Bystander Resources

Bystander Intervention Training

In response to the current U.S. political climate, Hollaback! is providing webinar trainings on how to do your part to protect your neighbors when bigotry and harassment collide in front of you. Sign up for the next training here. You can also scroll down for a super-mini-training from our vlog.

Hollaback! Bystander Intervention Training Webinar Image

RESPONDING AS A BYSTANDER

What’s worse than being targeted for harassment because of your race, sex, religion, color, gender, size, orientation, disability, religion, or origin? Being targeted while surrounded by a bunch of strangers who choose to remain passive bystanders.

You’ve read the stories, you know who we’re talking about: the “it’s none of my business” guy, the “he doesn’t mean anything by it guy, or the woman who approaches you after – not to ask if you need help, but to pay an irrelevant compliment.

It doesn’t have to be that way. Hollaback! partnered with the bystander program Green Dot to develop tools to help you intervene when you see harassment happen on the street and in other public spaces. We’ve got guidance for you in the form of the Four D’s.

Street Harassment: A Bystander's Guide InfographicWhat are the Four d’s?

You can make a choice to actively and visibly take a stand against harassment. The Four D’s are different methods you can use to support someone who’s being harassed, emphasize that harassment is not okay, and demonstrate to people in your life that they too have the power to make the community safer.

The Four D’s are direct, distract, delegate, and delay. You can use the first three in the moment to interrupt harassment. You can also delay and check in with the person who was harassed directly after the incident.

Direct

You may want to directly respond to harassment by naming what is happening or confronting the harasser. This tactic can be risky: the harasser may redirect their abuse towards you and may escalate the situation. Before you decide to respond directly, assess the situation: Are you physically safe? Is the person being harassed physically safe? Does it seem unlikely that the situation will escalate? Can you tell if the person being harassed wants someone to speak up? If you can answer yes to all of these questions, you might choose a direct response.

  • Tell the harasser to knock it off, that you’ll summon the authorities if they continue, that they’re being disrespectful or gross, that what they’re doing is harassment.
  • Take a picture or video with your phone and let the harasser know you’re recording them.
  • Ask the target if they’re alright, offer to accompany them to their destination, make empathetic eye contact, stand near them so they’re not alone with the harasser, ask them if there’s anything you can do to help.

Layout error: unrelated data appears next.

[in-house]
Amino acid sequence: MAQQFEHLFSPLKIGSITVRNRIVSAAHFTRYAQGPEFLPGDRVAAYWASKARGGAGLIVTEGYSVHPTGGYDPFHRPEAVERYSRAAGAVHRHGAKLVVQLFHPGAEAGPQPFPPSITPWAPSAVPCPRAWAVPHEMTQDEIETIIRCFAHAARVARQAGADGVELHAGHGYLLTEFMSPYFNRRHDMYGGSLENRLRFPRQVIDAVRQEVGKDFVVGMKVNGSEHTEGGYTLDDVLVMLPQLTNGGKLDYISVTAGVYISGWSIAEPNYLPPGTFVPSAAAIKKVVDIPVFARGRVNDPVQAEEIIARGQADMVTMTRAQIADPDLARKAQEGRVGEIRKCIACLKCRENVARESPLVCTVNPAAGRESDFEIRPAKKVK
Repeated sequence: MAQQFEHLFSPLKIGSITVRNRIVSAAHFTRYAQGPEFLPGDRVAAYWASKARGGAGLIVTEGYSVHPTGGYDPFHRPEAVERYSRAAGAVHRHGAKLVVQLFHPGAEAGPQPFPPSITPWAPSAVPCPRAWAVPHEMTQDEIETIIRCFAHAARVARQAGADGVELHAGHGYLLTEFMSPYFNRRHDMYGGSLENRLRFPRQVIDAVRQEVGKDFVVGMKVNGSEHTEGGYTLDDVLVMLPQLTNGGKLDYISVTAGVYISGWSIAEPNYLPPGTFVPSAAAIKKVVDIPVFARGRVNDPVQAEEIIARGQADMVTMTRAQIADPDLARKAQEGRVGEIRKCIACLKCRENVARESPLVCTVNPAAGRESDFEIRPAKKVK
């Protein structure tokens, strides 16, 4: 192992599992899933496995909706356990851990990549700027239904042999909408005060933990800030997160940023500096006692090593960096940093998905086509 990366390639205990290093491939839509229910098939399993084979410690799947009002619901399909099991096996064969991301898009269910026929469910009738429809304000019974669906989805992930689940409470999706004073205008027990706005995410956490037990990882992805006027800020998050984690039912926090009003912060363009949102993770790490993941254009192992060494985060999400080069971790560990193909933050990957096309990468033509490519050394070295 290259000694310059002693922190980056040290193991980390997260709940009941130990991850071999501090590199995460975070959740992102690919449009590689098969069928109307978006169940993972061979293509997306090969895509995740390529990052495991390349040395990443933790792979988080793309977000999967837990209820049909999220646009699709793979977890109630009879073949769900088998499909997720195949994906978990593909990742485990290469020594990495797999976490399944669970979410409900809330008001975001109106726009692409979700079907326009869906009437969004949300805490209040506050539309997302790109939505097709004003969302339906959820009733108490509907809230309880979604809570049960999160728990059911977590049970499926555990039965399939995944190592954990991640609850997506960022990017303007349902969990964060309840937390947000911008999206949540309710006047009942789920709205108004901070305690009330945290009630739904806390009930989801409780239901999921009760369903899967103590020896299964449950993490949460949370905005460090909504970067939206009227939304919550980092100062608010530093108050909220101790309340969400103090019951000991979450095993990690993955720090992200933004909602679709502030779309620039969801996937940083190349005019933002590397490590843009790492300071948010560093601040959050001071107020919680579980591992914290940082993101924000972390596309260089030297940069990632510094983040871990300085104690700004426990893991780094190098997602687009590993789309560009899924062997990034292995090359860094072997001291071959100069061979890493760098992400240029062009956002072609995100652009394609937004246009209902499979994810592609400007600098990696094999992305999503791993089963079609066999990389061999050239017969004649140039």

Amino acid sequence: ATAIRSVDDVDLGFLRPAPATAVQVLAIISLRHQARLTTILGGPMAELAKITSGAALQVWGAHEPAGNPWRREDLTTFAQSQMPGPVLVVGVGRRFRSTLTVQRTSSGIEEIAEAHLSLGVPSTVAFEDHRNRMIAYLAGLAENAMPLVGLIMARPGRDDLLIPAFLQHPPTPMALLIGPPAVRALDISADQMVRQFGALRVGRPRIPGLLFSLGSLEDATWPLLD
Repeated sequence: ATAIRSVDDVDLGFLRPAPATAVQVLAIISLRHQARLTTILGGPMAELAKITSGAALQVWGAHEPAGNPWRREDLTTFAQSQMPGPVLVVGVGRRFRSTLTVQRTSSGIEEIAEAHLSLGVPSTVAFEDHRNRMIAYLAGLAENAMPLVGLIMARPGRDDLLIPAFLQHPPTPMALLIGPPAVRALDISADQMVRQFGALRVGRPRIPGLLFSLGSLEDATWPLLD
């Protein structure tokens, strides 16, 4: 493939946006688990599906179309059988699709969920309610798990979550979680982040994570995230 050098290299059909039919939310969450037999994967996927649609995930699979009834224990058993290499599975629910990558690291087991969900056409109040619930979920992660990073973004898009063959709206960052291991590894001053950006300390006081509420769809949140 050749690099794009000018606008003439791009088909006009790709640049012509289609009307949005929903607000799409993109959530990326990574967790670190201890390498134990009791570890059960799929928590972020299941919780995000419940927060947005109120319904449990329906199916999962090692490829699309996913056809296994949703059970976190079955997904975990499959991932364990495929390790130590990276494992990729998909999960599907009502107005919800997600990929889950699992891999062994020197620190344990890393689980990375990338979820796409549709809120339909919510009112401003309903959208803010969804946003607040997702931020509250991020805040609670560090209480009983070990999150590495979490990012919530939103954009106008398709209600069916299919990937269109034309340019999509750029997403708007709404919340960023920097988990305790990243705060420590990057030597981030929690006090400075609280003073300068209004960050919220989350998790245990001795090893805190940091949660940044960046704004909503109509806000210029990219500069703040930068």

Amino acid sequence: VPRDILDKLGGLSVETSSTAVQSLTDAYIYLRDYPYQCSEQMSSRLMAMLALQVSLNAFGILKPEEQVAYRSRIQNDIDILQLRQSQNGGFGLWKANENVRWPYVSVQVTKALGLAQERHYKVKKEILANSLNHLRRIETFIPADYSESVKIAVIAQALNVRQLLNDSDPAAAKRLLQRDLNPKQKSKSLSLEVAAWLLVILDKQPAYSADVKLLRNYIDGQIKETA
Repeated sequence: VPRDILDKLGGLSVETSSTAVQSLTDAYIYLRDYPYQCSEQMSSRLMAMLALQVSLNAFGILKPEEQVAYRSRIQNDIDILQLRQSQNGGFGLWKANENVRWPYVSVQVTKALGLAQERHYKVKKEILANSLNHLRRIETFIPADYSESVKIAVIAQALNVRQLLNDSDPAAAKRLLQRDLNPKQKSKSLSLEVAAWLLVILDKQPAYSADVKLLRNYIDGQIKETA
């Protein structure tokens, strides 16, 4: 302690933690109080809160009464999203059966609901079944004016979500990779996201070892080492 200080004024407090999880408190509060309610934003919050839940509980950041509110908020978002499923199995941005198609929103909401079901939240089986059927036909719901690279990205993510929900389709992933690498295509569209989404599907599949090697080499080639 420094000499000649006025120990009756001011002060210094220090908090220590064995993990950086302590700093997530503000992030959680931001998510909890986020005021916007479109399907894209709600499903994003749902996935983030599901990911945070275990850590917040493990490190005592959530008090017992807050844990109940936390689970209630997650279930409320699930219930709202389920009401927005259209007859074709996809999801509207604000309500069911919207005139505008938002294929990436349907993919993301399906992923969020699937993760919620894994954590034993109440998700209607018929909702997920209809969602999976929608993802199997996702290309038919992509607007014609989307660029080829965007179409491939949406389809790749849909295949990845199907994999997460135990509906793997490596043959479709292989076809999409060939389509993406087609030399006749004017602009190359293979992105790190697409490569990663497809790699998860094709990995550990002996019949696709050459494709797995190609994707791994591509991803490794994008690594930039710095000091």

DISTRACT

Distraction is a subtler way to intervene. The aim here is simply to derail the incident by interrupting it.

DELEGATE

Delegation is a helpful tactic for bystander intervention. Delegate tasks by asking a specific person or resource for help.

  • Find the store supervisor or a transit authority work and ask them to intervene.
  • Call 311 or 911 (if it is safe) to request help.
  • Get your friend on board and have them distract while you check in with the person being harassed.
  • Give another bystander a specific assignment.
Delay

Even if you can’t act in the moment, you can make a difference for the person who has been harassed.

  • Ask them if they’re okay and tell them you’re sorry that happened to them.
  • Ask them if there’s any way you can support them.
  • Offer to accompany them to their destination or sit with them for awhile.
  • Share resources with them and offer to help them make a report if they want to.

* A note about safety: We don’t ever want you to get hurt trying to help someone out. Always think about safety and consider possibilities that are unlikely to put you or anyone else in harm’s way.

Once you’ve acted, share your story on Hollaback! You’ll inspire others to take action, and give hope to people who experience harassment on the regular that there are folks out there ready to have their backs.

With Love and Revolution: Bystander Intervention

More BYSTANDER Tactics

In addition to responding in the moment, there are other steps you can take to change culture and prevent violence in your community.

You can fight harassment in your day-to-day life. There are plenty of ways to do that.

  • Sign the pledge to do your part to have people’s back when you witness harassment.
  • Have people’s backs through Hollaback!. Read some of the Hollaback blog posts and let folks know you’ve got their back.
  • Become a HeartMobber and practice bystander intervention online. Sign up at HeartMob to become a HeartMobber and learn how to support people facing online harassment.
  • Share the love on social media. The more people out there that know we exist, the more impact we have. Invite your Facebook friends to our Facebook page, give @ihollaback a shout-out on Twitter, and follow and re-post us on Instagram.
  • Any time you see someone practicing bystander intervention, tell them they’re awesome! A little positive reinforcement goes a long way.

If you’ve got a little more time to give, you can learn up or contribute.

Got a lot more time? Start organizing.

  • Find a Hollaback! in your community and volunteer.
  • Launch a Hollaback! in your community if there are no Hollaback! chapters near you.
  • Organize an action using our Holla! How-To guides.

BACKGROUND ON GREEN DOT’S GOT YOUR BACK CAMPAIGN

The specific application of Green Dot to harassment is a collaborative between Hollaback! and the awesome folks at Green Dot, etc.